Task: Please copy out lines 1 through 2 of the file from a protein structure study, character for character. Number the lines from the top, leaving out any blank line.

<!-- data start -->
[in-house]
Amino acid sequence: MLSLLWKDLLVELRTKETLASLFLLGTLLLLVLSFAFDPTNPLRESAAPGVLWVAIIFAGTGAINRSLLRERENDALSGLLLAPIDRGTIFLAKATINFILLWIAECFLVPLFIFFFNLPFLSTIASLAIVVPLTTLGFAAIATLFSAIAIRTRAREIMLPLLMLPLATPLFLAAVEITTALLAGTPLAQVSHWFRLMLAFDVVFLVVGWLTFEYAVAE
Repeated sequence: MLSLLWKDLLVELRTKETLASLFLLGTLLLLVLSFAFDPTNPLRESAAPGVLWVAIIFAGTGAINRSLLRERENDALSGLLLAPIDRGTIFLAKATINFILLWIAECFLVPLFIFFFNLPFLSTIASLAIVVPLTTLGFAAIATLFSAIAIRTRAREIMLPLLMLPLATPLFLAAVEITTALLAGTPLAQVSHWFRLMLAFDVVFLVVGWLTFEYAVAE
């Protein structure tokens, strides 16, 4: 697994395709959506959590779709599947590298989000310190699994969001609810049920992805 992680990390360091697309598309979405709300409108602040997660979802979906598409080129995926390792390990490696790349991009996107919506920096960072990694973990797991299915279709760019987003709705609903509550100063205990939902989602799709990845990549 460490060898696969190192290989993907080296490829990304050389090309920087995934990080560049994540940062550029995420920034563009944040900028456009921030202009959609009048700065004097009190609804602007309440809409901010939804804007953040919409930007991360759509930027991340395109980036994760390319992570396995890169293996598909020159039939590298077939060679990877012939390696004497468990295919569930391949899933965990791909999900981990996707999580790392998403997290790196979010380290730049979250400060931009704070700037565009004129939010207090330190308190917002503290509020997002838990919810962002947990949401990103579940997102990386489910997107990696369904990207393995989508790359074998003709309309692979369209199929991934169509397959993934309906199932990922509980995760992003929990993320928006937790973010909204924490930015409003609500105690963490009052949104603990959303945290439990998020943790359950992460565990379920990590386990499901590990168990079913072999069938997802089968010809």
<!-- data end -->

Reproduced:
[in-house]
Amino acid sequence: MLSLLWKDLLVELRTKETLASLFLLGTLLLLVLSFAFDPTNPLRESAAPGVLWVAIIFAGTGAINRSLLRERENDALSGLLLAPIDRGTIFLAKATINFILLWIAECFLVPLFIFFFNLPFLSTIASLAIVVPLTTLGFAAIATLFSAIAIRTRAREIMLPLLMLPLATPLFLAAVEITTALLAGTPLAQVSHWFRLMLAFDVVFLVVGWLTFEYAVAE